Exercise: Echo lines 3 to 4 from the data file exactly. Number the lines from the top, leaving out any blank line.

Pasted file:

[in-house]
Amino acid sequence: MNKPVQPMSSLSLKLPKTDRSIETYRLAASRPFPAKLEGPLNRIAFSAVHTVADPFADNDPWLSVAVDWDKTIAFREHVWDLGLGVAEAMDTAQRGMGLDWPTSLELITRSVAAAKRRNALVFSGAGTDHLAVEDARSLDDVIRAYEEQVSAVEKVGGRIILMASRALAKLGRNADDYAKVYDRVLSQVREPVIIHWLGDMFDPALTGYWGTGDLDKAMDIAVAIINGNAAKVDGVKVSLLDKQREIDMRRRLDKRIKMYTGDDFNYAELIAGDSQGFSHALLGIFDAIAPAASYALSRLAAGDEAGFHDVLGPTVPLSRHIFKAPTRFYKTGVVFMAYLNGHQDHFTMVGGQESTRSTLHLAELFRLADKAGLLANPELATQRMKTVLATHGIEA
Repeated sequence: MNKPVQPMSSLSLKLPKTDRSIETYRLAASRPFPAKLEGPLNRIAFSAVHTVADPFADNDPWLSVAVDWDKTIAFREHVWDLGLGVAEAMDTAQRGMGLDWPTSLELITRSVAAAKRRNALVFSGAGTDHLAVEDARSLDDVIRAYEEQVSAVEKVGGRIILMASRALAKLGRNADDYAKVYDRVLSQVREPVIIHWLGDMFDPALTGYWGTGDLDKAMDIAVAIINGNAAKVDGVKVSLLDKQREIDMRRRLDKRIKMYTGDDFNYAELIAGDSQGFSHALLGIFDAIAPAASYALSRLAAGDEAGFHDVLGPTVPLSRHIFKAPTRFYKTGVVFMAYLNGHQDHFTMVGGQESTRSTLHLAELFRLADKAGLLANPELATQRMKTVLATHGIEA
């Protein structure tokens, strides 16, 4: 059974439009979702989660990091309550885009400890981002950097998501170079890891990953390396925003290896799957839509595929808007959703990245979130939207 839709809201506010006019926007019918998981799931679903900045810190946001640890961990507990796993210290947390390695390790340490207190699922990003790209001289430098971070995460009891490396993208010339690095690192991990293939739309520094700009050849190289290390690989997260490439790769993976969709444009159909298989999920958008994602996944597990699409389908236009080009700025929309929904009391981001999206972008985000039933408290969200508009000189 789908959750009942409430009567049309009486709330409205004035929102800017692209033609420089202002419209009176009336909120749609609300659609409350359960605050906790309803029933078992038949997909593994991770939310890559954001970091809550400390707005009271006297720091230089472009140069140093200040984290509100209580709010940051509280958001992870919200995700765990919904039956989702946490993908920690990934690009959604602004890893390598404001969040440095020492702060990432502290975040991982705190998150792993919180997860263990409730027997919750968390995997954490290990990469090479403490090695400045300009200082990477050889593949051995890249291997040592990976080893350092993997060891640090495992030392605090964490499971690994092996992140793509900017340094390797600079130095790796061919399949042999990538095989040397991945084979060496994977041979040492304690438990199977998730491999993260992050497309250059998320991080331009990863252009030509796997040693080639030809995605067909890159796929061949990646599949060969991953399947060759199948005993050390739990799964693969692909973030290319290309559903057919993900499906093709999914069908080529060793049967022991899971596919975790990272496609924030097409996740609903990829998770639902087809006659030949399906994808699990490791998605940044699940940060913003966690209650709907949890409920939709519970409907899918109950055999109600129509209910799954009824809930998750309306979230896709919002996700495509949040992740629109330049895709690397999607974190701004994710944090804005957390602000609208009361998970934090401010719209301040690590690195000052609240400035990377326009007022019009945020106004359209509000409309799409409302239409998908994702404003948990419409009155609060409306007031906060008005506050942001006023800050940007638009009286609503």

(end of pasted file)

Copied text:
Repeated sequence: MNKPVQPMSSLSLKLPKTDRSIETYRLAASRPFPAKLEGPLNRIAFSAVHTVADPFADNDPWLSVAVDWDKTIAFREHVWDLGLGVAEAMDTAQRGMGLDWPTSLELITRSVAAAKRRNALVFSGAGTDHLAVEDARSLDDVIRAYEEQVSAVEKVGGRIILMASRALAKLGRNADDYAKVYDRVLSQVREPVIIHWLGDMFDPALTGYWGTGDLDKAMDIAVAIINGNAAKVDGVKVSLLDKQREIDMRRRLDKRIKMYTGDDFNYAELIAGDSQGFSHALLGIFDAIAPAASYALSRLAAGDEAGFHDVLGPTVPLSRHIFKAPTRFYKTGVVFMAYLNGHQDHFTMVGGQESTRSTLHLAELFRLADKAGLLANPELATQRMKTVLATHGIEA
């Protein structure tokens, strides 16, 4: 059974439009979702989660990091309550885009400890981002950097998501170079890891990953390396925003290896799957839509595929808007959703990245979130939207 839709809201506010006019926007019918998981799931679903900045810190946001640890961990507990796993210290947390390695390790340490207190699922990003790209001289430098971070995460009891490396993208010339690095690192991990293939739309520094700009050849190289290390690989997260490439790769993976969709444009159909298989999920958008994602996944597990699409389908236009080009700025929309929904009391981001999206972008985000039933408290969200508009000189 789908959750009942409430009567049309009486709330409205004035929102800017692209033609420089202002419209009176009336909120749609609300659609409350359960605050906790309803029933078992038949997909593994991770939310890559954001970091809550400390707005009271006297720091230089472009140069140093200040984290509100209580709010940051509280958001992870919200995700765990919904039956989702946490993908920690990934690009959604602004890893390598404001969040440095020492702060990432502290975040991982705190998150792993919180997860263990409730027997919750968390995997954490290990990469090479403490090695400045300009200082990477050889593949051995890249291997040592990976080893350092993997060891640090495992030392605090964490499971690994092996992140793509900017340094390797600079130095790796061919399949042999990538095989040397991945084979060496994977041979040492304690438990199977998730491999993260992050497309250059998320991080331009990863252009030509796997040693080639030809995605067909890159796929061949990646599949060969991953399947060759199948005993050390739990799964693969692909973030290319290309559903057919993900499906093709999914069908080529060793049967022991899971596919975790990272496609924030097409996740609903990829998770639902087809006659030949399906994808699990490791998605940044699940940060913003966690209650709907949890409920939709519970409907899918109950055999109600129509209910799954009824809930998750309306979230896709919002996700495509949040992740629109330049895709690397999607974190701004994710944090804005957390602000609208009361998970934090401010719209301040690590690195000052609240400035990377326009007022019009945020106004359209509000409309799409409302239409998908994702404003948990419409009155609060409306007031906060008005506050942001006023800050940007638009009286609503």